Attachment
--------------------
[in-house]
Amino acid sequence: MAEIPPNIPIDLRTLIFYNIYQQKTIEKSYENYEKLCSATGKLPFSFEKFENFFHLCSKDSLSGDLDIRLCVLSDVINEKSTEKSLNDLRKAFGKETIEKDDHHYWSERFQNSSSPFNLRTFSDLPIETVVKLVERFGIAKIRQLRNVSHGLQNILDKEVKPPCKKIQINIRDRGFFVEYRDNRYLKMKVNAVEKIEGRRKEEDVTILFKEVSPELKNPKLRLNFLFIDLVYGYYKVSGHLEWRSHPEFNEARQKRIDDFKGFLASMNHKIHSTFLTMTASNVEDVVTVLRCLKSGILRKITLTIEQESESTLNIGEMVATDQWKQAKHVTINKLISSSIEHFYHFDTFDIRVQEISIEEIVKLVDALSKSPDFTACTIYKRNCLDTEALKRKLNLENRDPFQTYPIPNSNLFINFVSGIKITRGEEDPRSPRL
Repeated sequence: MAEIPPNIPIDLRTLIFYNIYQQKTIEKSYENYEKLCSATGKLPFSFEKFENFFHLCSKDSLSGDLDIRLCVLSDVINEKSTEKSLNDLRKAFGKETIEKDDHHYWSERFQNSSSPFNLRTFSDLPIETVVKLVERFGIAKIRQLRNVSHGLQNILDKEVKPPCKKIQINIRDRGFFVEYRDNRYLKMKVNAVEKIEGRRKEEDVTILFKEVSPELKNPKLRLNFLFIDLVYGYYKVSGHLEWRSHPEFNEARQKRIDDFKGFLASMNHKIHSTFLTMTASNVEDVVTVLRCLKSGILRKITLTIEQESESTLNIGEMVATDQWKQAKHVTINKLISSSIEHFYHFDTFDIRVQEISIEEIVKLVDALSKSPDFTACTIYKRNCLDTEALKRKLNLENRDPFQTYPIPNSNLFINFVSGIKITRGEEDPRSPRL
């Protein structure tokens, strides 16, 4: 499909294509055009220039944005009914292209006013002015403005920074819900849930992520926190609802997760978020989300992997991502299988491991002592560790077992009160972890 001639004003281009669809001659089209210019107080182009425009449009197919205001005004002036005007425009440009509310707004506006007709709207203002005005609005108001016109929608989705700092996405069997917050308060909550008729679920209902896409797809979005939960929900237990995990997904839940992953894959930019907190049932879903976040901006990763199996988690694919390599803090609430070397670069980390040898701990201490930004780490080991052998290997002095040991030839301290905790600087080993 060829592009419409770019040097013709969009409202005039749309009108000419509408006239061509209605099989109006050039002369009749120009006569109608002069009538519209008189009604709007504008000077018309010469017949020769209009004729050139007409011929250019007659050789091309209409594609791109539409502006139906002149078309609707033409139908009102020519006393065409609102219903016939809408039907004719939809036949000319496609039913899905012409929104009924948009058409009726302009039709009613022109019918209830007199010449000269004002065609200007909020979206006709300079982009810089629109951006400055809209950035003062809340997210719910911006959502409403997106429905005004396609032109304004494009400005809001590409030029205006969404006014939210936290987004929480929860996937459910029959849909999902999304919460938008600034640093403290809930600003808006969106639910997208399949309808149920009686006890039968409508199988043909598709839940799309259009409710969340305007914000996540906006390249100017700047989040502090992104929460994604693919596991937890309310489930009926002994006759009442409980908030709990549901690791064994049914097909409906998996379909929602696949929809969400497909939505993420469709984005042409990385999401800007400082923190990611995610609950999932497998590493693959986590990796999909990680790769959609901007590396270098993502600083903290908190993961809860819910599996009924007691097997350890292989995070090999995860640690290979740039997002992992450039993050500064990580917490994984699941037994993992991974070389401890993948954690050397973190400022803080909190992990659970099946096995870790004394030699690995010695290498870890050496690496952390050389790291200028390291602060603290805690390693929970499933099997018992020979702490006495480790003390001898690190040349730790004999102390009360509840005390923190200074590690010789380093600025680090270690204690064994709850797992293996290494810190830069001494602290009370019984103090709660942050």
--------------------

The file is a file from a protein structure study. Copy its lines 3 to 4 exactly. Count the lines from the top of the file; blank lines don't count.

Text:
Repeated sequence: MAEIPPNIPIDLRTLIFYNIYQQKTIEKSYENYEKLCSATGKLPFSFEKFENFFHLCSKDSLSGDLDIRLCVLSDVINEKSTEKSLNDLRKAFGKETIEKDDHHYWSERFQNSSSPFNLRTFSDLPIETVVKLVERFGIAKIRQLRNVSHGLQNILDKEVKPPCKKIQINIRDRGFFVEYRDNRYLKMKVNAVEKIEGRRKEEDVTILFKEVSPELKNPKLRLNFLFIDLVYGYYKVSGHLEWRSHPEFNEARQKRIDDFKGFLASMNHKIHSTFLTMTASNVEDVVTVLRCLKSGILRKITLTIEQESESTLNIGEMVATDQWKQAKHVTINKLISSSIEHFYHFDTFDIRVQEISIEEIVKLVDALSKSPDFTACTIYKRNCLDTEALKRKLNLENRDPFQTYPIPNSNLFINFVSGIKITRGEEDPRSPRL
């Protein structure tokens, strides 16, 4: 499909294509055009220039944005009914292209006013002015403005920074819900849930992520926190609802997760978020989300992997991502299988491991002592560790077992009160972890 001639004003281009669809001659089209210019107080182009425009449009197919205001005004002036005007425009440009509310707004506006007709709207203002005005609005108001016109929608989705700092996405069997917050308060909550008729679920209902896409797809979005939960929900237990995990997904839940992953894959930019907190049932879903976040901006990763199996988690694919390599803090609430070397670069980390040898701990201490930004780490080991052998290997002095040991030839301290905790600087080993 060829592009419409770019040097013709969009409202005039749309009108000419509408006239061509209605099989109006050039002369009749120009006569109608002069009538519209008189009604709007504008000077018309010469017949020769209009004729050139007409011929250019007659050789091309209409594609791109539409502006139906002149078309609707033409139908009102020519006393065409609102219903016939809408039907004719939809036949000319496609039913899905012409929104009924948009058409009726302009039709009613022109019918209830007199010449000269004002065609200007909020979206006709300079982009810089629109951006400055809209950035003062809340997210719910911006959502409403997106429905005004396609032109304004494009400005809001590409030029205006969404006014939210936290987004929480929860996937459910029959849909999902999304919460938008600034640093403290809930600003808006969106639910997208399949309808149920009686006890039968409508199988043909598709839940799309259009409710969340305007914000996540906006390249100017700047989040502090992104929460994604693919596991937890309310489930009926002994006759009442409980908030709990549901690791064994049914097909409906998996379909929602696949929809969400497909939505993420469709984005042409990385999401800007400082923190990611995610609950999932497998590493693959986590990796999909990680790769959609901007590396270098993502600083903290908190993961809860819910599996009924007691097997350890292989995070090999995860640690290979740039997002992992450039993050500064990580917490994984699941037994993992991974070389401890993948954690050397973190400022803080909190992990659970099946096995870790004394030699690995010695290498870890050496690496952390050389790291200028390291602060603290805690390693929970499933099997018992020979702490006495480790003390001898690190040349730790004999102390009360509840005390923190200074590690010789380093600025680090270690204690064994709850797992293996290494810190830069001494602290009370019984103090709660942050």